Our time in Hong Kong came to a close and we departed┬áthe city before daybreak to check-in for our flight to Saigon (Ho Chi Minh City). The city was rainy and it appears that we timed our visit just right. Like most other things we experienced in Hong Kong, airport procedures operated in a very orderly fashion and quite efficiently. We had plenty of time after clearing security and immigration to visit the Cathay Pacific Lounge, referred to as “The Wing,” where we were able to enjoy some good food before boarding.


Soon, though, we were on our 2-hour Airbus A340 flight across the South China Sea to Saigon.


A beautifully sunny day greeted us in Saigon when we landed. We were greeted at the jetway by a representative from the hotel. We’ll pause here for just a moment to sing the praises of our favorite hotel chain, Hyatt. We arranged for a car and driver through the hotel and the service included greeting us at the jetway, taking us through Vietnam immigration & customs, and retrieving our baggage before loading us into a Mercedes S-Class sedan for the trip into the city. Once we arrived at the Park Hyatt Saigon, we were personally greeted by a member of their management (an Aussie) who took us to our room – which the hotel upgraded to a suite. It is interesting to note that we were not paying a cent for the room anyhow. It was booked completely on points. The suite was absolutely gorgeous and stocked with complimentary refreshments for us to enjoy. The hotel staff then walked us across the street to an ATM to help us get cash for our evening, made dinner reservations for us, and arranged for a special rooftop dessert. More details on that to come. We also received suggestions on where to self-tour in the city and how to be mindful of some of the issues present here. It was definitely above-and-beyond service … truly amazing stuff and precisely why we love Hyatt Hotels so much.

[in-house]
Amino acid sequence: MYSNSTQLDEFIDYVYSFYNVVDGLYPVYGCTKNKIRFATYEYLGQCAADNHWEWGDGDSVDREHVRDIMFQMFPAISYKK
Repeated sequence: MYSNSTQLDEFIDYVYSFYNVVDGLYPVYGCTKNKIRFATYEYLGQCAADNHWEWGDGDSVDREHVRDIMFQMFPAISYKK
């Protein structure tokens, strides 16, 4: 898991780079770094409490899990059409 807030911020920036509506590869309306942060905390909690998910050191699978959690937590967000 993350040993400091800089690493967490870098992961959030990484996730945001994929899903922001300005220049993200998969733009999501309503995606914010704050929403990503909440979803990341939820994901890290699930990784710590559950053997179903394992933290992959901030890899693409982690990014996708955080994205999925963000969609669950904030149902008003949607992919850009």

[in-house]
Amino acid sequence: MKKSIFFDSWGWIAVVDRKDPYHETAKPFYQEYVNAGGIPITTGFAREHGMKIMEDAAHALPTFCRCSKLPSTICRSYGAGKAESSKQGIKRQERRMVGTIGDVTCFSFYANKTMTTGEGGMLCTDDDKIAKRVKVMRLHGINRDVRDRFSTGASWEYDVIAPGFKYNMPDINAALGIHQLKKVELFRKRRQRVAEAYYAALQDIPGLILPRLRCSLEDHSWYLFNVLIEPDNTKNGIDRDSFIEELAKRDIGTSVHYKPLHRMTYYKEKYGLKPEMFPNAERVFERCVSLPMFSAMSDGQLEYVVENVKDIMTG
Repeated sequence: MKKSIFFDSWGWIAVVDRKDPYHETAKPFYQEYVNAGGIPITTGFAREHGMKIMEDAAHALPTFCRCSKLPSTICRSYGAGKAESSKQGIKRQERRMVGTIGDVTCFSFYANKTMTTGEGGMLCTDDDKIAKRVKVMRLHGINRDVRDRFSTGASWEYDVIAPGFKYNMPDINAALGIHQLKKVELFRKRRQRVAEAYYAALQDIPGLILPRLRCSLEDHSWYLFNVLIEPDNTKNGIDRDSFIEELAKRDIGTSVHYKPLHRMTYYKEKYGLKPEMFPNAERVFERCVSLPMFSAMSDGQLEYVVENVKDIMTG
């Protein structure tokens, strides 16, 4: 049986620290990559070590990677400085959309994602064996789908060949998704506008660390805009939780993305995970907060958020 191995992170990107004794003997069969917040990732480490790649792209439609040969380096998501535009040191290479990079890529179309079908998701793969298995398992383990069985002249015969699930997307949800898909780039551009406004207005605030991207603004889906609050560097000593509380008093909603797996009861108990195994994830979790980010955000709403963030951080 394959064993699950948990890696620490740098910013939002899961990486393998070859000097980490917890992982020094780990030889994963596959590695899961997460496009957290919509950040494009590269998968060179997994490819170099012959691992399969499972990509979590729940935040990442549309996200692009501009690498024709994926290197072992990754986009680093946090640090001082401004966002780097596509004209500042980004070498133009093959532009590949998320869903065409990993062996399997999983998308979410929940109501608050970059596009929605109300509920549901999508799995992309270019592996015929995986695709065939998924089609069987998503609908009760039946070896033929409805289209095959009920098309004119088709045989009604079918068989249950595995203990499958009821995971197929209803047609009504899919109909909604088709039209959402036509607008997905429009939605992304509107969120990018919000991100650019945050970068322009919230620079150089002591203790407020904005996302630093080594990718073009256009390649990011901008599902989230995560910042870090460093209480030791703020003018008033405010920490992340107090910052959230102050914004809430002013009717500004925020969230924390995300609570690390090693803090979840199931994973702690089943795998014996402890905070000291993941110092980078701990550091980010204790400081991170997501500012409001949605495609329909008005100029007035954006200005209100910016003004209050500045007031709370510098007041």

Back to our regularly scheduled programming …

Saigon’s tempo seems to be tuned to that of the ever-present moto-scooters. The sheer number of these vehicles on the road is mind boggling. The way in which they maneuver around defies comprehension. What makes this even more insane is that pedestrians seemingly without a care in the world, cross right in front of the massive current of bi-wheeled monsters. The video below, taken from the hotel’s car that retrieved us from the airport, shows just how many and just how close to cars they are.

As we walked around Saigon for a couple hours, we became adept (we think) at crossing streets in what, back home, would be considered a suicidal situation. Saigon retains some of it’s French colonial charm. Colonial-era buildings, traffic circles, nicely manicured parks … it all has a somewhat civilized feel (in stark contrast to the traffic going around madly in those traffic circles).







And if you think the U.S. or Canada are early getting into the holiday spirit, North America is not alone …


As you can see, Saigon is a blend of old and new. It is charming, frenetic, a little dirty, and under construction with new subways, buildings, and so forth. We enjoyed taking the city in by foot and seeing a bit of what it has to offer.

As we mentioned before, the hotel arranged dinner reservations for us at a Vietnamese restaurant nearby the hotel. Seated in an outdoor courtyard on a gorgeous November evening, we enjoyed some lime marinated chicken, filet mignon with watercress, red peppers, and onions, and Vietnamese fried brown rice. The food was absolutely amazing and service quite gracious.


We then pulled a card out of our pockets that hotel management had given us to give to a cab driver for a restaurant/club called, Shri. We were told that it was a great place to have a drink or dessert on the rooftop deck. The cab pulled up to a very nondescript office building and we wondered, a bit, if we were not where we should be. Blindly, we took the elevator to the 23rd floor and were treated to an impressive view of Saigon’s lights. We sipped a lime, mint, and tea mixture and then ordered some decadent desserts while enjoying the view on our first night in Vietnam.


Safely ensconced back in our room at the Park Hyatt, we’re ready to begin yet another adventure tomorrow. However, we’re going to have very limited WiFi connectivity from here on out, so updates will become less frequent.